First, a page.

The popularity of podcasting isn’t slowing down anytime soon. As of January 2020, there were more than 30 million podcast episodes available for download and 900,000 different shows to choose from. This number is sure to climb, especially as a way to reach audiences facing continued travel restrictions and social distancing in response to the COVID-19 pandemic.
But, how do we reach audiences in an already saturated market, particularly when starting a new podcast? For the answers, I reached out to Christina Rowe, MSOL; founder of The Collaborative LLC and co-creator of the Conversations by Association podcast. Conversations by Association was launched last year and is a podcast for individuals who work in or would like to explore a career in association or nonprofit management. On the podcast, Christina and co-creator and host Steve Smith discuss career pathways, mentoring experiences, resources and opportunities that have helped successful professionals learn and grow.
Why did you create the Conversations by Association podcast?
Conversations by Association evolved out of many discussions about building collaborative leadership skills in the field, the importance of mentoring, and introducing more ideas of what a career path in the field could look like. There was also the goal of helping build tools that were easily accessible to the industry that helped individuals connect and understand the field, and the potential of the field. It had broken our hearts to see highly talented and driven people leave the field, especially when it was due to a lack of awareness of how varied careers and opportunities were in the industry. We wanted to help people look closely at their options and walk away with new tools to apply to their own career, and a stronger sense of individual leadership at all levels in the industry.
How did you determine the target audience for the podcast and what content and speakers would be most valuable to this audience?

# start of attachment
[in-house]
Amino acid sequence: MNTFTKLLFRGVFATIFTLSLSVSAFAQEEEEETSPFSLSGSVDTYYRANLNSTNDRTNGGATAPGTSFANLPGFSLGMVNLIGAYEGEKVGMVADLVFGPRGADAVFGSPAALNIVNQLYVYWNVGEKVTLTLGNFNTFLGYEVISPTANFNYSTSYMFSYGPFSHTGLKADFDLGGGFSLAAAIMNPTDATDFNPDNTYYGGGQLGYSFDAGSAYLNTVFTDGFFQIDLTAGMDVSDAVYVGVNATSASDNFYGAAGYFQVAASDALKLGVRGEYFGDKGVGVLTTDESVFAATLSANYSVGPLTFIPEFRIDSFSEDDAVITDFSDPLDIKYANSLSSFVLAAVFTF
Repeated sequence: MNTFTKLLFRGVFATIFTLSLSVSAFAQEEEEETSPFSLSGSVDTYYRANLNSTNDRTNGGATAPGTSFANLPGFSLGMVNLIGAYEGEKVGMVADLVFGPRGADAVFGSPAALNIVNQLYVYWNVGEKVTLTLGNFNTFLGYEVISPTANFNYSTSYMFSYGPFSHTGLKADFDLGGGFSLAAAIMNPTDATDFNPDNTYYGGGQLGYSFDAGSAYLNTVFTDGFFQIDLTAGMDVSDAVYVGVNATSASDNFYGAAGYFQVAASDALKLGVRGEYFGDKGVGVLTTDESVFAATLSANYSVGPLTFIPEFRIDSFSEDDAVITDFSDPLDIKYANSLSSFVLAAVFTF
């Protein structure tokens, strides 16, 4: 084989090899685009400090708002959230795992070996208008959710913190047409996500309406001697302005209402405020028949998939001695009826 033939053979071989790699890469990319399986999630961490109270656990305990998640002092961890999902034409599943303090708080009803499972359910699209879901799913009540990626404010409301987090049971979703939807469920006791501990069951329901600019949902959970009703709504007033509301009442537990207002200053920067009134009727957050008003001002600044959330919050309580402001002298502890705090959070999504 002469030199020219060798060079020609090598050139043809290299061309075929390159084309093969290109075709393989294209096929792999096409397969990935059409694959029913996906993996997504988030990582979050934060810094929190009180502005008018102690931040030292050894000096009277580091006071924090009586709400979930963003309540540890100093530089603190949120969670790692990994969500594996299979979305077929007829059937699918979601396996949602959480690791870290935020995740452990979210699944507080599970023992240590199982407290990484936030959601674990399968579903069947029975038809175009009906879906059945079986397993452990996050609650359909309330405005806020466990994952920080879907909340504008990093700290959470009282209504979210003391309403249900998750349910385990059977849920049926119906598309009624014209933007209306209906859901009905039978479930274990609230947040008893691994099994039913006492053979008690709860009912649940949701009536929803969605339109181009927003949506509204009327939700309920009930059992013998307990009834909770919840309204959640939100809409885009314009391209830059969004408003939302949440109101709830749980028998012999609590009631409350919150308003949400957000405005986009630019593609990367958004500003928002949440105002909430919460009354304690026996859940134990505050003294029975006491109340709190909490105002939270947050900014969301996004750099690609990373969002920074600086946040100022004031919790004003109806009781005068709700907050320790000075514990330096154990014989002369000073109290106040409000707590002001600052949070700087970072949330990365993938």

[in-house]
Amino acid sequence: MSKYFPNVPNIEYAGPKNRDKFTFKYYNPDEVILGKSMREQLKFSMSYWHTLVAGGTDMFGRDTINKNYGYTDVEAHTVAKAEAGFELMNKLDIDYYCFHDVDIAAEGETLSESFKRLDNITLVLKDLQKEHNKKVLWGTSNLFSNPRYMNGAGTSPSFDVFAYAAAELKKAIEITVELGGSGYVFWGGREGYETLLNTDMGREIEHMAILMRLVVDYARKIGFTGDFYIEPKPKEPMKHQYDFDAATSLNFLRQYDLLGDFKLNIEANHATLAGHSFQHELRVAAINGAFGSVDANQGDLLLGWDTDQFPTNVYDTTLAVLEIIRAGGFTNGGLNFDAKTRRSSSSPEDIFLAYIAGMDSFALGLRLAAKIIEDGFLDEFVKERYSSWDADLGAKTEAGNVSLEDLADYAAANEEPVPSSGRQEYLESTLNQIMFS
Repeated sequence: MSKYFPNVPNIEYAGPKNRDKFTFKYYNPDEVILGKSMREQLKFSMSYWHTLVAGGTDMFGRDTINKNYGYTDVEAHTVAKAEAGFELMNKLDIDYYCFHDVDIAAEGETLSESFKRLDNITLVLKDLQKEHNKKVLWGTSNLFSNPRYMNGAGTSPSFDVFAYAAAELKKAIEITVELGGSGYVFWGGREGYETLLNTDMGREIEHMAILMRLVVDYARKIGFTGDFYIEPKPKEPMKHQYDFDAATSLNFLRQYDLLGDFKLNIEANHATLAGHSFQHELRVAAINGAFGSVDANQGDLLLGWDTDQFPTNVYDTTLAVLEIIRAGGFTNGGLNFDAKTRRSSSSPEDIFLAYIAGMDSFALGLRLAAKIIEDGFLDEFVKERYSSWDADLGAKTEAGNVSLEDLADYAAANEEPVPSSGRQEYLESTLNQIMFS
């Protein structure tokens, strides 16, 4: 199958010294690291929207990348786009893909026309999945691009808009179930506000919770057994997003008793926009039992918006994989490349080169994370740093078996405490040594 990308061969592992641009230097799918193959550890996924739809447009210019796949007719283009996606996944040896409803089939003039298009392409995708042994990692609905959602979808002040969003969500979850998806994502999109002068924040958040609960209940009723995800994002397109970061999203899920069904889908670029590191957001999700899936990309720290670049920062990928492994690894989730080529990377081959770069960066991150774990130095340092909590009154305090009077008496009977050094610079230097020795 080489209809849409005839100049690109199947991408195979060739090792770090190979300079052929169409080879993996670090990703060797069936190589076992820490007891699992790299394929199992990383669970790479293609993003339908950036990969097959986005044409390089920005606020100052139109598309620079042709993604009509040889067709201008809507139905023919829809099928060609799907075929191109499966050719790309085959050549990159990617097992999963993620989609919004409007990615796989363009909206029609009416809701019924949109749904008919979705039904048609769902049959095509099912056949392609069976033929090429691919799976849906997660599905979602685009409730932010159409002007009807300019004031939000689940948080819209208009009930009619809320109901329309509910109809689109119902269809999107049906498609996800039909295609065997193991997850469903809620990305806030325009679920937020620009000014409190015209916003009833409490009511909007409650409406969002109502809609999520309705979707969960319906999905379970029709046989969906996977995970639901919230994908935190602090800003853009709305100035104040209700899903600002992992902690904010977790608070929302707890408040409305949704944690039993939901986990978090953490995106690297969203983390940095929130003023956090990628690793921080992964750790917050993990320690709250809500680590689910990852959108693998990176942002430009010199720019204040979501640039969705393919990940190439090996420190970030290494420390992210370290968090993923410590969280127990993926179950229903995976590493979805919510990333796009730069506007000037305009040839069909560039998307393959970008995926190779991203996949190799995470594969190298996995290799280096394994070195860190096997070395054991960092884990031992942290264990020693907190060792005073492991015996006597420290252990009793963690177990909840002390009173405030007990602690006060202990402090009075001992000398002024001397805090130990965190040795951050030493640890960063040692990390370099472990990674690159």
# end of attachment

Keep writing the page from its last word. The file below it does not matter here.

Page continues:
Our audience was fairly easy to define, because it was our own industry, which was a niche in itself. We try to listen to what our peers are looking to learn about, and create interesting exposure points to people who that well.
The learning curve is who you think within your niche will listen is not always who actually does. It's been fun to meet a lot of new people who are listening that hold a wide variety of roles in the industry.
What advice do you have for an association considering adding podcasting to its marketing mix?
Have specific goals. One of our major goals was to open up new conversations with and for our peers, and that started happening within the first few episodes. During the first season I had multiple people reach out who had been touched by something that was said, and then at conferences or by email I was able to connect individuals with the same passion. Some of those conversations have evolved into peer mentoring, mastermind discussions and new support systems. So not only have we started new conversations, we've been able to change the conversation and create new relationships.
Once an association launches its podcast, how can it effectively promote episodes and draw in listeners?
The ideal is really to start before the podcast launches, to tell their potential audience that it's coming. The best thing we did was to release three consecutive episodes when we first launched. This meant listeners could get an immediate feel for what the series would be like, and decide to subscribe. Once the podcast has launched, we've had a lot of success creating images for the individual guests to share, and sharing bonus content in industry newsletters. Getting your network involved is also a very powerful tool!
For some excellent podcasts for association management professionals, check out:
Amy Thomasson, CAE is a strategist, content creator, and storyteller with extensive experience in marketing and communications, membership development, and volunteer management. She has worked in a variety of business environments ranging from the Fortune 500 to professional associations. Amy serves as Vice President, Marketing and Communications at Cure SMA, a nonprofit organization creating breakthroughs for individuals with spinal muscular atrophy. Amy is also a speaker and author who has partnered with ASAE, Association Forum, Sidecar, and standalone associations to deliver engaging content. Amy is a recipient of Association Forum Forty Under 40® Award and the Daily Herald Business Ledger’s Influential Women in Business Award.
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